PA Landlord Tenant Law PA Landlord Tenant Law

Pennsylvania has some unique legislation that affects PA landlord tenant law. The Pennsylvania Consumer Bill of Rights has shaped the Pennsylvania landlord tenant law to ensure an amicable and fair agreement for both parties of a residential rental property.

The relationship between Pennsylvania landlords and their tenants is governed by 68 P.S. Sec 250.101-250.602 and by various court rulings. However, the most important source governing the landlord tenant law Pennsylvania provisions is the rental agreement itself, whether written or oral.

The following is a list of provisions that are specific to Pennsylvania rental statutes:

• Any change in a rental agreement must be made in writing, even if in an oral lease, and must be signed by all parties to the lease.

• A landlord may not evict a tenant without cause, as defined by the Pennsylvania Property Code, or disturb the tenant’s right to live in peace and quiet.

• A landlord may not interrupt utilities, if provided, unless there is a bona fide emergency.

• A landlord must provide a fit place to live. Tenants have the right to demand that the landlord repair any condition that materially affects health and safety. Pennsylvania statutes grant justices of the peace authority to order landlords to repair or remedy conditions affecting health and safety, as long as the cost of the repair does not exceed $10,000. Tenants can go to the Justice Court without an attorney to obtain a repair order. Landlords do not have a duty to repair any damage that was caused by a tenant’s negligence.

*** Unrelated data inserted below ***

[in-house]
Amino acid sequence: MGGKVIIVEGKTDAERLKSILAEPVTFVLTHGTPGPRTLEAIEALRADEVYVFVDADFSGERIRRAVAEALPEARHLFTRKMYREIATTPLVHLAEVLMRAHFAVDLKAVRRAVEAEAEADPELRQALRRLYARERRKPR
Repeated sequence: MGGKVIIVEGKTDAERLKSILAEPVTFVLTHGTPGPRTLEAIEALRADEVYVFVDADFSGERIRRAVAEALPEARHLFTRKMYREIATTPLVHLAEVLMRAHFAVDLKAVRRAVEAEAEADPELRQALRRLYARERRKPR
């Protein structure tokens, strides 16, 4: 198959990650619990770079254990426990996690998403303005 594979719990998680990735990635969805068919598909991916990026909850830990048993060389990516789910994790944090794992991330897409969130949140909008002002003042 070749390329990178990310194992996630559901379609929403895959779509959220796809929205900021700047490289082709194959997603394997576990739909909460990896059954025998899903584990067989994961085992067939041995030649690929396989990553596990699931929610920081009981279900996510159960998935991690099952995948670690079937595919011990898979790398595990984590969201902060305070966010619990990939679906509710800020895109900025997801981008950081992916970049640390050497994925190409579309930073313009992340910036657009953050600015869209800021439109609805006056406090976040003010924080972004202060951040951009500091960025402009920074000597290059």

• Pennsylvania landlords must provide working smoke detectors and tenant may not waive this provision or disconnect the smoke detectors.

• Under Pennsylvania law, landlords must equip a dwelling with security devices such as door viewers, window latches, keyed dead bolts on exterior doors, pin locks and handle latches or security bars on sliding doors. These devices must be installed at the landlord’s expense. If such devices are missing or are defective, tenants have the right to request their installation or repair.